Beyond Fiduciary Duties

By Pamela Packard


Private Company Governance Online Article Corporate Governance

You have or have had an exemplary career. You have studied corporate governance and perhaps have even become NACD Directorship Certified™. You have a clear understanding of your fiduciary duties—duty of care and duty of loyalty, including the duties of good faith, oversight, and disclosure. You believe you have a concrete understanding of the role of the board and your role as a director. 

Most likely, you have focused primarily, if not exclusively, on the requirements and leading governance practices of public companies. While the governance practices of some privately-owned companies are almost indistinguishable from their public company counterparts, generally, these tend to be firms that are larger and more mature in their business cycle. For the rest, one needs to appreciate the nuances attributable to private company board service.

Private company ownership structures include angel funded, venture capital funded, private equity owned, family owned, and employee owned. They range from start-ups, early stage, growth, and beyond. For each of these structures and stages, are you clear as to shareholders’ and management’s expectations with respect to what they perceive as your duties? 

Of course, you will diligently exercise your fiduciary duties, oversee strategy, and the selection of the CEO, while also sharing your insights and best business judgment. And yet, are you aware of, prepared for, and willing to be involved with the following, if asked?

  • Introduce potential investors; assist with refining investment pitches; introduce financing sources; or even become an investor.

  • Identify and introduce potential partners, suppliers, service providers, and customers;  participate in sales calls.

  • Identify and recruit top talent for key positions; provide subject matter expertise if limited resources preclude hiring consultants.

  • Roll up your sleeves and commit significant time to regularly address progress towards or changes needed to execute the value creation plan.

  • Consider the emotional dynamics of family relationships and legacy while addressing business issues in the boardroom.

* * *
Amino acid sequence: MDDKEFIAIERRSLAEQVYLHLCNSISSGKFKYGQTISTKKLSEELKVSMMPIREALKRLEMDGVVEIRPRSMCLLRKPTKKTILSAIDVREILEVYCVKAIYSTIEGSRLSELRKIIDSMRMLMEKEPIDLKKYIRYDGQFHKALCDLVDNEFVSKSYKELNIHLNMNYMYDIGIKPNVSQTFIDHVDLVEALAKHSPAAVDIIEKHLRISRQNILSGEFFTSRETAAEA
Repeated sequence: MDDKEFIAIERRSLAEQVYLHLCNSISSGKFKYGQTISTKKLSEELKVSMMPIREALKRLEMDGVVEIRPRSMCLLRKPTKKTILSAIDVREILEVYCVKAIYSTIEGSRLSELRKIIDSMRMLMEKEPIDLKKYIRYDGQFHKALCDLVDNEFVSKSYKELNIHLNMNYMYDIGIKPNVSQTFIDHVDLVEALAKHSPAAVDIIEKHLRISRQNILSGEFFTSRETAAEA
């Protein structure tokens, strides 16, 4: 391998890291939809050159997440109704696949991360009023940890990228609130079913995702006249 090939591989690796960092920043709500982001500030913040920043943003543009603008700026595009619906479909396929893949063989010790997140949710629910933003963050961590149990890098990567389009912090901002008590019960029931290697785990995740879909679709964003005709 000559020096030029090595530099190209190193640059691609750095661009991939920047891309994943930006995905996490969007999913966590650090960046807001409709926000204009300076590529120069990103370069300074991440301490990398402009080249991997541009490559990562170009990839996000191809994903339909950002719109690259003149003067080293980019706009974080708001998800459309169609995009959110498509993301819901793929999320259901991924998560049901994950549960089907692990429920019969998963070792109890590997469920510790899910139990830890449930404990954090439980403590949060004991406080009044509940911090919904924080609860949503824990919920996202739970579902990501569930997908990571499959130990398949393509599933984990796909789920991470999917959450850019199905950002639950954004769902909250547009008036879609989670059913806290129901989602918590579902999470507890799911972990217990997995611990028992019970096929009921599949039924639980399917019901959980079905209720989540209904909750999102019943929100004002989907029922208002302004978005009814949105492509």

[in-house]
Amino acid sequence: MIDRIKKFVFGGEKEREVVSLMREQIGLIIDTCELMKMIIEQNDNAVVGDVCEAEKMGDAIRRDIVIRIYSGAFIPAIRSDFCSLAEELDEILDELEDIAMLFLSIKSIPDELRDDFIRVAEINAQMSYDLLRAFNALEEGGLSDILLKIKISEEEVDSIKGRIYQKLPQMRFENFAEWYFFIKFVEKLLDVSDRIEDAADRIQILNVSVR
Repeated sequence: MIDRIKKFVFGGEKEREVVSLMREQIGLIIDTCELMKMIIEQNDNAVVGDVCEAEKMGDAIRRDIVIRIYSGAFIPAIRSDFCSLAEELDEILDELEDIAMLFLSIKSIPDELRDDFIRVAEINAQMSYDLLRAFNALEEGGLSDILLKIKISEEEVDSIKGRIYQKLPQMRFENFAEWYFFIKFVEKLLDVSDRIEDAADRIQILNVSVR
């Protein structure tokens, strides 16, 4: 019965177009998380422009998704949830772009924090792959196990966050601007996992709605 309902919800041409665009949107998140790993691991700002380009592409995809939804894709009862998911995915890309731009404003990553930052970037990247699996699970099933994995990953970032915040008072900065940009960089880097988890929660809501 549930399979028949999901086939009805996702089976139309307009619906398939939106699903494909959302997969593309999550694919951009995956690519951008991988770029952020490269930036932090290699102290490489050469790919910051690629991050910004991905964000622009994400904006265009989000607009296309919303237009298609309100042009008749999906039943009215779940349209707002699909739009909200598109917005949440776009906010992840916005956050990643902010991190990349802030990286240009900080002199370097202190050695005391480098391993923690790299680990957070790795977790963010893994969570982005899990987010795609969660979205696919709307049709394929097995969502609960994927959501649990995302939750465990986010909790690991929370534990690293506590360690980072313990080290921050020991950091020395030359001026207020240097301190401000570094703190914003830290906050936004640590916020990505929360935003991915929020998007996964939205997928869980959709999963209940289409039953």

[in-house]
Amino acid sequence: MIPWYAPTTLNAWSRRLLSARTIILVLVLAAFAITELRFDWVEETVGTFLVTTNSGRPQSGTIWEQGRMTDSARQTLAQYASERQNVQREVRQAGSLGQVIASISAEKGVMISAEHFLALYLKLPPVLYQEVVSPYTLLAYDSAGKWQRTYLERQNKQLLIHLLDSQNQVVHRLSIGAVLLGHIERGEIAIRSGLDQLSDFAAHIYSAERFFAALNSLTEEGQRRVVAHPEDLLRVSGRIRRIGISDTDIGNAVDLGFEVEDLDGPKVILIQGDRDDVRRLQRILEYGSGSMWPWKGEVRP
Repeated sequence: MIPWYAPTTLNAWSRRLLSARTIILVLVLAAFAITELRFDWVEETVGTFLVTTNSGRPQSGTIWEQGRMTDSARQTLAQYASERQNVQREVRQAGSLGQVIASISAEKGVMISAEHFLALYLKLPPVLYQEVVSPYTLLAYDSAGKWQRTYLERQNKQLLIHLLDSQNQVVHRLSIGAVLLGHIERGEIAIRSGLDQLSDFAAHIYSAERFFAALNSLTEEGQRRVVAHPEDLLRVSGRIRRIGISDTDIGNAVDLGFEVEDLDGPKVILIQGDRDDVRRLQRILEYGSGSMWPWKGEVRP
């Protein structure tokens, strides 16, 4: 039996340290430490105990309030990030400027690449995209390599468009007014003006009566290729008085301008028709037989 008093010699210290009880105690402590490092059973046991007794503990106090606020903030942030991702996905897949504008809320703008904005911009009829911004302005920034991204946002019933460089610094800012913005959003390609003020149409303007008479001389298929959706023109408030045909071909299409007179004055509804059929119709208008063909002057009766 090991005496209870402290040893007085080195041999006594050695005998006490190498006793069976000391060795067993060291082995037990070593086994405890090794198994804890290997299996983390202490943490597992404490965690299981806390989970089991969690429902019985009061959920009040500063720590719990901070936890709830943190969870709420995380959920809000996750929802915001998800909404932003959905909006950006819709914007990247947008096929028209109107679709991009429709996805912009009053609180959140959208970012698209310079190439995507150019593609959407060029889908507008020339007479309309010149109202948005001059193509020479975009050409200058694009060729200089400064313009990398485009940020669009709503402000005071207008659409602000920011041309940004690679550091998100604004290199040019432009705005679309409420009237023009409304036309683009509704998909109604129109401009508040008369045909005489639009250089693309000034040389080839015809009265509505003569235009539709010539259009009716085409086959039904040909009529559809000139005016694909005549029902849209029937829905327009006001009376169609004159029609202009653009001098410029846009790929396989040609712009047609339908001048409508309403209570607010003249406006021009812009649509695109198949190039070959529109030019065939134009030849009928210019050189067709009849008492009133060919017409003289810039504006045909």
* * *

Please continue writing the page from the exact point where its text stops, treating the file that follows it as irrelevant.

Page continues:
While by no means an all-inclusive list, these examples are intended to provide a glimpse into shareholders’ and management’s possible expectations. Are you able to identify the ownership structure and stage of development where these requests might be made? Are you comfortable viewing the blurred lines between fulfilling fiduciary duties and running the company while exercising the required care to ensure they are not crossed?

How do you approach private company board service with your eyes wide open? Clarity matters. It is imperative to establish a mutual understanding of expectations between you, management, and the shareholders. 

Start by asking whether the company has a job description for independent directors, and if so, request a copy. Anticipate that it might not be robust enough to fully inform you of expectations. Moreover, many companies have not prepared a job description. 

So, ask questions and then ask more questions. Some will be mundane, and others will hold greater weight. Avail yourself of the many resources with sample questions. While you want to be respectful of everyone’s time, if there is any reluctance on the part of management or the shareholders to fully respond to your questions, view that as a lens into the likely culture in the boardroom and the decision-making process. 

Being selected to join a private company board should not be akin to speed dating; instead, think of it more like a courtshipA company may be thrilled that someone of your caliber would entertain serving on its board and offer the position prematurely, while another may believe its process is highly efficient. Take the time necessary to ensure your role is clearly defined. Understand how the developmental stages of both the company and the management team may modify your role in the futureConsider these factors in addition to the standard criteria one would evaluate in determining whether a particular board position is a good fit. 

Expectations that differ or are unclear create avoidable frustration and friction among the parties, whereas with aligned expectations, serving on the right private company board for you can be an extremely gratifying experience. 

Pamela Packard is an experienced private company board director currently serving on the board of Gray & Company, Inc. She also serves as President of the NACD New York Chapter and is an NACD Board Leadership Fellow.